Wembley, where nobody feels the same leaving as they did on arrival. Win and the jaunt up Olympic Way, side by side with fellow supporters, becomes the occasion’s nostalgic emblem, but lose and you’ll be left with nothing but memories of those hollow concourses and that tedious trudge back to the tube station.
New Wembley may lack the higgildy seniority of its predecessor, but it succeeds in drawing the strictest lines between success and failure. Just as it should. This is not a place where performance matters or where positives can be taken in spite of a result, but a thin-aired venue which respects only the score. It’s English football’s death zone: climb up the hill at your own risk and be under no illusion as to what’s on the line.
On Saturday, it was London pride and a place in the FA Cup final. Chelsea and Tottenham currently sit first and second in the Premier League, but this is a rivalry which goes beyond the transience of the table: two sets of supporters who loathe each other and resent what the other appears to represent and two sets of players who have allowed that animosity to leak onto the pitch.
Maybe the old cup has been devalued - in fact, of course it has - but this is the kind of pure rivalry which will always simmer with gravitas.
Both managers sprung selection surprises. Antonio Conte was without the injured Gary Cahill, for whom Nathan Ake deputised, but opted to leave Eden Hazard and Diego Costa on the substitutes’ bench. Mauricio Pochettino, who has rotated all the way through the competition, chose Kieran Trippier ahead of Kyle Walker, preferring the former’s reliable delivery to the latter’s more incendiary raiding threat. A plot twist on the other flank, too, as Son Heung-min was selected as the left-sided wing-back.
Chelsea coped better with their changes
The way the two teams have been built, the expectation was for Chelsea to struggle more with their adjustments. Not so. Perhaps informed by their wretched recent history on this ground, Spurs tiptoed into the game, prodding passes around awkwardly and surrendering possession meekly. It cost them: a lightning fast Chelsea break compelled Toby Alderweireld to fell Pedro on the edge of the box and Willian, deceiving Hugo Lloris, bent a free-kick into the right-hand corner.
Minutes later, Michy Batshuayi might have added a second, drifting between his markers but thudding a limp header into the ground and into Lloris’s grasp.
Tottenham were creaking. Son’s lack of feel for his position exerted an obvious stress on Pochettino’s defence and fractures were opening all over their defensive third.
Tottenham's resilience only partly extends to important games
However, perhaps the true characteristic of this Tottenham - broken down and rebuilt over the past three years - is that they are no longer so susceptible to momentum. While the occasion clearly suffocated them in those early stages, they still found a way to breathe: Harry Kane, with his back to goal, deftly diverted a floated Christian Eriksen cross beyond Thibaut Courtois to level.
As was their thief-in-the-night win over Swansea, this wasn’t initially Spurs at their best, but it was still a showing of their excellence in execution and another major victory from a minor opportunity.
Back came Chelsea, though, presented with a new lead in a game that was slipping from their grasp by a moment of abject recklessness. Son, caught out of position as the ball broke inside the Tottenham box, lunged spiderishly at Victor Moses’s feet, inviting him to tumble and Martin Atkinson to point to the spot.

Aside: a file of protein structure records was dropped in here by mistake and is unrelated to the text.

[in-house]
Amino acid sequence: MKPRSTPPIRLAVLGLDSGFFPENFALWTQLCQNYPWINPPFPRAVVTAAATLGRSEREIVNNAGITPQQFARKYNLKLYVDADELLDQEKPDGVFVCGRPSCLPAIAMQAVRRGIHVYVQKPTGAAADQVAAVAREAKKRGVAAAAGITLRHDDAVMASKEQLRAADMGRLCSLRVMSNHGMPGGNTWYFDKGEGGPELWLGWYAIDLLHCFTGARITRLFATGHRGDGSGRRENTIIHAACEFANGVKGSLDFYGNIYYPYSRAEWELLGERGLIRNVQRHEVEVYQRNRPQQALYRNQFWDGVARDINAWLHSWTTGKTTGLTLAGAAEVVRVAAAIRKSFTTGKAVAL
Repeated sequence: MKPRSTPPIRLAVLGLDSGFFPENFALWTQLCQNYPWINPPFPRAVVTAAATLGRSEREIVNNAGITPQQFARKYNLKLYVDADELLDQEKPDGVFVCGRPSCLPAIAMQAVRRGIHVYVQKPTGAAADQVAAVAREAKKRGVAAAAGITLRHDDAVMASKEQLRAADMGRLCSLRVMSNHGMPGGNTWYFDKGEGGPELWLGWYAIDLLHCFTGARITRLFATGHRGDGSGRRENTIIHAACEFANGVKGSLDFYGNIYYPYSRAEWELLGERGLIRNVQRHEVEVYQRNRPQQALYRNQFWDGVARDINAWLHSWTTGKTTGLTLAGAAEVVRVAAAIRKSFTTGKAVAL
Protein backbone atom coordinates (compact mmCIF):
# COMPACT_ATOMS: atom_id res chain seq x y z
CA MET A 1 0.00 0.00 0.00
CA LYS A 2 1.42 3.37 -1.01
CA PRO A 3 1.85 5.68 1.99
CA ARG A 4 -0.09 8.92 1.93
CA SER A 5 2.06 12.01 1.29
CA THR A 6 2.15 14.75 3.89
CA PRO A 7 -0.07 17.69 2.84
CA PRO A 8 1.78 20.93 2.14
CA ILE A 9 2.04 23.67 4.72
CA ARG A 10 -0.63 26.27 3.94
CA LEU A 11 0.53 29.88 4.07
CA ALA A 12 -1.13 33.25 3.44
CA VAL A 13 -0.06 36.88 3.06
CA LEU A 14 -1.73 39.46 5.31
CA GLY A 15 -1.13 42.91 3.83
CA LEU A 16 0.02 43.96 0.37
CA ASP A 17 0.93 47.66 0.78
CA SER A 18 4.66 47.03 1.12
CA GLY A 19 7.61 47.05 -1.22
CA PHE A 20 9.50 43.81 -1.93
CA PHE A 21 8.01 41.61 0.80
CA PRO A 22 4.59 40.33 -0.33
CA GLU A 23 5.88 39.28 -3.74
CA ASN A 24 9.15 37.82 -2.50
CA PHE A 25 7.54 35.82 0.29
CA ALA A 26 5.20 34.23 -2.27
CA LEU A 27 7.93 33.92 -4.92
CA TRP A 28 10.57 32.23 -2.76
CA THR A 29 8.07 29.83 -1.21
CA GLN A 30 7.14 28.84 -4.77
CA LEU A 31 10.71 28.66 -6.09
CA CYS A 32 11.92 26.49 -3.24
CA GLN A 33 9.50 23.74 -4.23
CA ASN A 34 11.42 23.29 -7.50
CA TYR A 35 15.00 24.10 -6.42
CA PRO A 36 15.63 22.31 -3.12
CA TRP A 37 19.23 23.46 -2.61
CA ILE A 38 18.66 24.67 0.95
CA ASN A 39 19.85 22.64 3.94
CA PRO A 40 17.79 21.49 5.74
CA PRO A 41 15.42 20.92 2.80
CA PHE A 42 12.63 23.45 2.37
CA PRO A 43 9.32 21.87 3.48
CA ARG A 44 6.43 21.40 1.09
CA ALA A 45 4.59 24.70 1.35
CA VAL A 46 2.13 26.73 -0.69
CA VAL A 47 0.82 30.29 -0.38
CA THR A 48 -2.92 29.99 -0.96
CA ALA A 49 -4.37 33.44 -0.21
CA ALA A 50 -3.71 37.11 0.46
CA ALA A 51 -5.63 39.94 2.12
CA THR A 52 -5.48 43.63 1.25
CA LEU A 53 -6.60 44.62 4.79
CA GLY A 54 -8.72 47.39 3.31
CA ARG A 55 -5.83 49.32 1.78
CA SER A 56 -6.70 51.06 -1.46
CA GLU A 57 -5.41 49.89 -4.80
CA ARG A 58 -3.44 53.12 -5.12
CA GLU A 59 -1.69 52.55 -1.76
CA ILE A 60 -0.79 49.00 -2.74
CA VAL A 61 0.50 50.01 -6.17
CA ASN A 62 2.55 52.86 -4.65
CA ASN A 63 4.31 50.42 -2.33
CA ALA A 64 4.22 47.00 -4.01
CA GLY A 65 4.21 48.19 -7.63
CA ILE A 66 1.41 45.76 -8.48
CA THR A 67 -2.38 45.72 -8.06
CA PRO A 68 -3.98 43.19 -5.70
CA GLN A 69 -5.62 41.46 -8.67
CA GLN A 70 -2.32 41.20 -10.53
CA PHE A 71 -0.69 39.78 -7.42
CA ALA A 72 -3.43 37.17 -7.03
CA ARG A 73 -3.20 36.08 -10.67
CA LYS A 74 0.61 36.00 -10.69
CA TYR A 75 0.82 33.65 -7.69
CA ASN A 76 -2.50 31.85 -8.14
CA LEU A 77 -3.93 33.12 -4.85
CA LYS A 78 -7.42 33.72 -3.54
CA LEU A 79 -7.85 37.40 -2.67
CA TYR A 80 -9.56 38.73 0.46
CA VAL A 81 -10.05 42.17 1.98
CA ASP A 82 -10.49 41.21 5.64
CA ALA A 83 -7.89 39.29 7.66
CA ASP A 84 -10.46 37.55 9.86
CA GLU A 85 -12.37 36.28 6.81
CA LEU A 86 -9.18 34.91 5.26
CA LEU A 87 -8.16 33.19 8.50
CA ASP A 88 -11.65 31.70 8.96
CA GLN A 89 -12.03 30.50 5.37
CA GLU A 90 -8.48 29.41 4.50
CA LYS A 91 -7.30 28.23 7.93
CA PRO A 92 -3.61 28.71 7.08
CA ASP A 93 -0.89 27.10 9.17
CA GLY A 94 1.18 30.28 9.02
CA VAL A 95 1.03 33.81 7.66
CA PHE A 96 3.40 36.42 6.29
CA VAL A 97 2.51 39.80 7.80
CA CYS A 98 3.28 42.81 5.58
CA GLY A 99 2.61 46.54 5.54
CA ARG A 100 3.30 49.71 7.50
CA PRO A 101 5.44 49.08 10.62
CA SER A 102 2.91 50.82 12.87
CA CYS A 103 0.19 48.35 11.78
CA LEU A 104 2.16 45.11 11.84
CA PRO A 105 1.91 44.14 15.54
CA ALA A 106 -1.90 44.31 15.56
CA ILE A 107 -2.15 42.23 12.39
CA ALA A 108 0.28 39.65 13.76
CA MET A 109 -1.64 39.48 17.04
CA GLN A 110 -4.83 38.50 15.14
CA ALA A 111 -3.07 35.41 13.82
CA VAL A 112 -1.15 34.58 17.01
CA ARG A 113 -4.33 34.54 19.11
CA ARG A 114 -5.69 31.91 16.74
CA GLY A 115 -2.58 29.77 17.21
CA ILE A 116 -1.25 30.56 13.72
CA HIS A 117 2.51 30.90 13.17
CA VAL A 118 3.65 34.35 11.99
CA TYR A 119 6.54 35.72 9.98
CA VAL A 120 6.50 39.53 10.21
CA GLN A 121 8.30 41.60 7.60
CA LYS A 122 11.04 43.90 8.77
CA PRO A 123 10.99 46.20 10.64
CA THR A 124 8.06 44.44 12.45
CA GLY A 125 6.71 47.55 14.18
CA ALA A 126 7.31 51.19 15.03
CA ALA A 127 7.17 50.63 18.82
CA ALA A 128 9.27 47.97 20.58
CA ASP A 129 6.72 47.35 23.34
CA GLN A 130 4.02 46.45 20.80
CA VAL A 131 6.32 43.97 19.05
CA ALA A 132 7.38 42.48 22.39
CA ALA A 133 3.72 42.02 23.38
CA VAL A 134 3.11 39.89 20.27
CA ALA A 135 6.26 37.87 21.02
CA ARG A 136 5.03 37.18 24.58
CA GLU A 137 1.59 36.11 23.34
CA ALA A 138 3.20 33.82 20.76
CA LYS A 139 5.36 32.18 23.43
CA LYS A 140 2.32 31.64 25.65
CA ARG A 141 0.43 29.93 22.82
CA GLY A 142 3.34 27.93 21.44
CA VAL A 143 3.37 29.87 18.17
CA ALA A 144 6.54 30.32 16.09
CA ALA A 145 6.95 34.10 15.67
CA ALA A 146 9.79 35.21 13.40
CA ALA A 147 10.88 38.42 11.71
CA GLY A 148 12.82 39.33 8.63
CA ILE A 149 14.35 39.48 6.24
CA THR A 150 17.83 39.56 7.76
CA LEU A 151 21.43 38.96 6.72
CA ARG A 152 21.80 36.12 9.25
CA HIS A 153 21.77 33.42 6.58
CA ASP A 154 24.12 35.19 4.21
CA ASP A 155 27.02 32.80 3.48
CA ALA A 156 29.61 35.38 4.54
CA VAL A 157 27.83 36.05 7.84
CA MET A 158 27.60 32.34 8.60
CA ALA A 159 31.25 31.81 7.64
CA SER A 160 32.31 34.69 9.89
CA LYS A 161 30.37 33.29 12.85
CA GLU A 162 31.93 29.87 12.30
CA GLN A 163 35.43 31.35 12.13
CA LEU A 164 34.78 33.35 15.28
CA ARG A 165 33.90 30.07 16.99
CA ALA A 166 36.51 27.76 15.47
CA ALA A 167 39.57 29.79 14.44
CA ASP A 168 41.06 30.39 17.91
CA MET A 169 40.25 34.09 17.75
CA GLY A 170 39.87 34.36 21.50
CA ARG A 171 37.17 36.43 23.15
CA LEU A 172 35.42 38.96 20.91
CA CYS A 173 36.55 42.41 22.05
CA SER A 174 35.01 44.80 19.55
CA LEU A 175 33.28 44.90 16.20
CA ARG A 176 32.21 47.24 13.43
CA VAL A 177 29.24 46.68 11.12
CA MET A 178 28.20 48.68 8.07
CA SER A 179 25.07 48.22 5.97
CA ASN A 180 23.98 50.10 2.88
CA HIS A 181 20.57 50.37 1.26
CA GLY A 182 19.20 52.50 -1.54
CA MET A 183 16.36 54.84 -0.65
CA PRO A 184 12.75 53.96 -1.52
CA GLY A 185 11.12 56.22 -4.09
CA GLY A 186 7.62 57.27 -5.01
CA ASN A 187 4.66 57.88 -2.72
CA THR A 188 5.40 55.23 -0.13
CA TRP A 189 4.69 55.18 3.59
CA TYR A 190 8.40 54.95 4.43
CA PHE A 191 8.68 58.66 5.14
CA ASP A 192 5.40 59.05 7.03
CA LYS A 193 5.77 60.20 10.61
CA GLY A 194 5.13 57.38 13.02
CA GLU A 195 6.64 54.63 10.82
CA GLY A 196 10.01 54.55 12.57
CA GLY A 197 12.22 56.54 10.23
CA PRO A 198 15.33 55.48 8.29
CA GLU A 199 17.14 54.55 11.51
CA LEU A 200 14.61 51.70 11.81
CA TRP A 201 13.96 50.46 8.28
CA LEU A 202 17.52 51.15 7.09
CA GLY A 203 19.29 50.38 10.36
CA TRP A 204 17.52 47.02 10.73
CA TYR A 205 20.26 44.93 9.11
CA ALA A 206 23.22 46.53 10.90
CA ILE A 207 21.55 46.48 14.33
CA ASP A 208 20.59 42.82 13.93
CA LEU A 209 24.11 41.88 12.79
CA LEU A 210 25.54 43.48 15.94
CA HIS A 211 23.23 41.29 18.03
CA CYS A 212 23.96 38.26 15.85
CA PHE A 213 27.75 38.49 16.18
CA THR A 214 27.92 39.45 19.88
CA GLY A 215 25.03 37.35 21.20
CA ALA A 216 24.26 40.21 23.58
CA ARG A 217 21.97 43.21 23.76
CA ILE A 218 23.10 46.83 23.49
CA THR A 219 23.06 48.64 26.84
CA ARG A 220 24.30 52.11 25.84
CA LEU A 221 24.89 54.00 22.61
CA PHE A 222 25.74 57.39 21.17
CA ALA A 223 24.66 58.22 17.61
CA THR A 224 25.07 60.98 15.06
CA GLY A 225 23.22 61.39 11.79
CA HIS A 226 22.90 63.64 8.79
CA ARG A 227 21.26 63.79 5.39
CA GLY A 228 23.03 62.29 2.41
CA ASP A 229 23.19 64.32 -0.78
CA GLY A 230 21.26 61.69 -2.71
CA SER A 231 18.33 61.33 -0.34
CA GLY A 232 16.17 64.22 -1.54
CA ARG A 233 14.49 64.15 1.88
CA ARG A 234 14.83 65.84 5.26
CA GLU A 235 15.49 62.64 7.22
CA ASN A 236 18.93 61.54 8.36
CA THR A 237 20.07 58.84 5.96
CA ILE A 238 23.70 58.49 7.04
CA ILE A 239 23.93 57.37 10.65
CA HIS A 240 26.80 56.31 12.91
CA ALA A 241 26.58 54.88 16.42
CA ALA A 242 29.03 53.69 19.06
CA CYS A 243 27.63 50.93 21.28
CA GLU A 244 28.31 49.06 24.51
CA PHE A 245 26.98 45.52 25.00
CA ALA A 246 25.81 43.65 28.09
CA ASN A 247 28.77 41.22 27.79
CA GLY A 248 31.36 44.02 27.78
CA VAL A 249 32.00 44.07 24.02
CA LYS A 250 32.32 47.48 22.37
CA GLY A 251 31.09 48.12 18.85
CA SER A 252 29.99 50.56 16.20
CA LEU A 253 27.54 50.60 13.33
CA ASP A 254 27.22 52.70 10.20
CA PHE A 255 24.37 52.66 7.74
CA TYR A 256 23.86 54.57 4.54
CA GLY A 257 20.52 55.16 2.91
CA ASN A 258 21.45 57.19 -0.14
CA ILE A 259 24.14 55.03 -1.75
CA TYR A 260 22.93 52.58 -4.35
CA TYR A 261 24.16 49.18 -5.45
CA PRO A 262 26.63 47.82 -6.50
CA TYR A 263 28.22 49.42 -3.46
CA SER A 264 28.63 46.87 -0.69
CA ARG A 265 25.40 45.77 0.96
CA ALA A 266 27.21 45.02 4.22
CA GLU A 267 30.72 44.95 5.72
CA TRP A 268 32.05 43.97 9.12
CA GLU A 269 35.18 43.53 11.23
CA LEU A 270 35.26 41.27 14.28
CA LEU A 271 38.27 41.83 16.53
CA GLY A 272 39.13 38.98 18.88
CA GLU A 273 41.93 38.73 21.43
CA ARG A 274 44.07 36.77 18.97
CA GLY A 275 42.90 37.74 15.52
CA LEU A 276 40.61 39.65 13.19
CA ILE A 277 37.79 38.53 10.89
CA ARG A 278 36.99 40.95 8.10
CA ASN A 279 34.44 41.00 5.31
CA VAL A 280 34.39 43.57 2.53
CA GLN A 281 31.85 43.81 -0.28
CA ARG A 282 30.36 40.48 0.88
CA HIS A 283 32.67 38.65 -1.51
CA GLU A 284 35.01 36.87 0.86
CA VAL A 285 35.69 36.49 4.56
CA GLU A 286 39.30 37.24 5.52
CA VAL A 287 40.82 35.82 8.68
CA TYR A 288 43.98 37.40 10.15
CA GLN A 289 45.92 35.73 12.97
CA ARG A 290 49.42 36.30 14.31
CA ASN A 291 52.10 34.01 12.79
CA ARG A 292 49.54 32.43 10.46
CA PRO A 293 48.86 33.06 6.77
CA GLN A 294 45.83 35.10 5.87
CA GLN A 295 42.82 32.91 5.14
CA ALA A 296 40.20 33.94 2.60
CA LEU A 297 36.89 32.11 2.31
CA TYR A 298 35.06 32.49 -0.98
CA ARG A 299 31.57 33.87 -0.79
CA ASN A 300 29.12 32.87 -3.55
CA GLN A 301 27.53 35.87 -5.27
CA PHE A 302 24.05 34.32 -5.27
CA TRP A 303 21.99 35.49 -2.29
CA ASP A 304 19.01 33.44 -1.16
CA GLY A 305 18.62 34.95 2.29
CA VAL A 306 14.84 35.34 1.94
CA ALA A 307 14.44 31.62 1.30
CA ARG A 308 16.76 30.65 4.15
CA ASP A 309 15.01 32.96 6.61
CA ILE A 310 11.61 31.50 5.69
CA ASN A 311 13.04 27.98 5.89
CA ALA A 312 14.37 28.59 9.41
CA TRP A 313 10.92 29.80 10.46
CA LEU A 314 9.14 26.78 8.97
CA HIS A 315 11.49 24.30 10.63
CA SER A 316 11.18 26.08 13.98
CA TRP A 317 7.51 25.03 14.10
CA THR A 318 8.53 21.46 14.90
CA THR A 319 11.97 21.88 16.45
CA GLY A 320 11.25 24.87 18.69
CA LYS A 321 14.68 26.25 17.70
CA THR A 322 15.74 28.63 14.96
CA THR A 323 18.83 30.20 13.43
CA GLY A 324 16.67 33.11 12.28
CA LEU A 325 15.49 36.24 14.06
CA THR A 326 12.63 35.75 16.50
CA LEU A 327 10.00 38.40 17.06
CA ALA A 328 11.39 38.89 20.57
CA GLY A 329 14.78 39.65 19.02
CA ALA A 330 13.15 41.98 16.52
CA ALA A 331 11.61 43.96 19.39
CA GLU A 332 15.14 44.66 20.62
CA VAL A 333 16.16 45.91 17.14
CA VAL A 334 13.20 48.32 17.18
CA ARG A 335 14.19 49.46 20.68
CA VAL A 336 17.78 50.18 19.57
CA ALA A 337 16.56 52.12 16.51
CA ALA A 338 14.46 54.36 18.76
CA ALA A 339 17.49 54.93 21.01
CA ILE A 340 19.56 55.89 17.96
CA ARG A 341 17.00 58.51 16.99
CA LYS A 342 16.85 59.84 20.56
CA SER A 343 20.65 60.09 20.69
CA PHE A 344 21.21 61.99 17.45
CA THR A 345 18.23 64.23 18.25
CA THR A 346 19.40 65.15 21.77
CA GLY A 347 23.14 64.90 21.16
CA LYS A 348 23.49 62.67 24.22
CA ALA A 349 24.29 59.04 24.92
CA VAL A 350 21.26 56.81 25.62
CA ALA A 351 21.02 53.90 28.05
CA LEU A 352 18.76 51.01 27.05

Willian, again, dispatched the dead ball with great class.
What a waste for Spurs. Having wrestled the match into their control, inattention cost them. Chelsea didn’t so much win the penalty as they were offered it. Perhaps because of a lack of positional familiarity, maybe just naivety. Whatever the cause, Moses was smarter than Son in those decisive seconds.
Tottenham have a wretched recent history in semi-finals and, until recently, most season-defining games. They are the club of self-inflicted wounds. The temptation becomes, then, to annotate each loss in the same way, and with the same set of pejorative witticisms.
Today, they offered a firm rebuttal early in the second half. Eriksen produced possibly the ball of his club's season, drifting a cross beyond the Chelsea backline and into Alli’s instep from 30 yards, with the soon-to-be Young Player Of The Year carving his first-time shot high into the net. A gorgeous piece of football to prick the swelling schadenfreude.
Conte's Chelsea are perfect marriage of nous and ability
Football is rarely convenient. It would be neat, for instance, if the game ended with Tottenham, the Premier League side who have won the most points from losing positions this season, capping their two comebacks with a winning goal. It wasn't to be: Chelsea's pockets of class saw to that. Eden Hazard, a second-half substitute who was part of a smart recalibration by Conte, fizzed his side back into the lead after a corner wasn't properly cleared. Then, the back-breaker - and what will prove this game's lasting symbol. Nemanja Matic connecting purely from distance, sent a shot crashing in off the bar and Chelsea into the final. A thunderous exclamation point and a moment which encapsulated what Conte has built. An organised and resilient side, certainly, but an utterly ruthless one too.
In retrospect, it will be a game of regret for Pochettino and his players. Long periods of possessional and territorial superiority didn't translate to hard currency, whereas their opponents efficiently turned water into wine. They survived on handouts, true, but also on decisive counter-attacking play, their manager's smart recognition of his side's weaknesses, and - of course - the decadent ability with which they're blessed.
Truly, these are the best two teams in the country and, without question, this was how FA Cup semi-finals are supposed to look.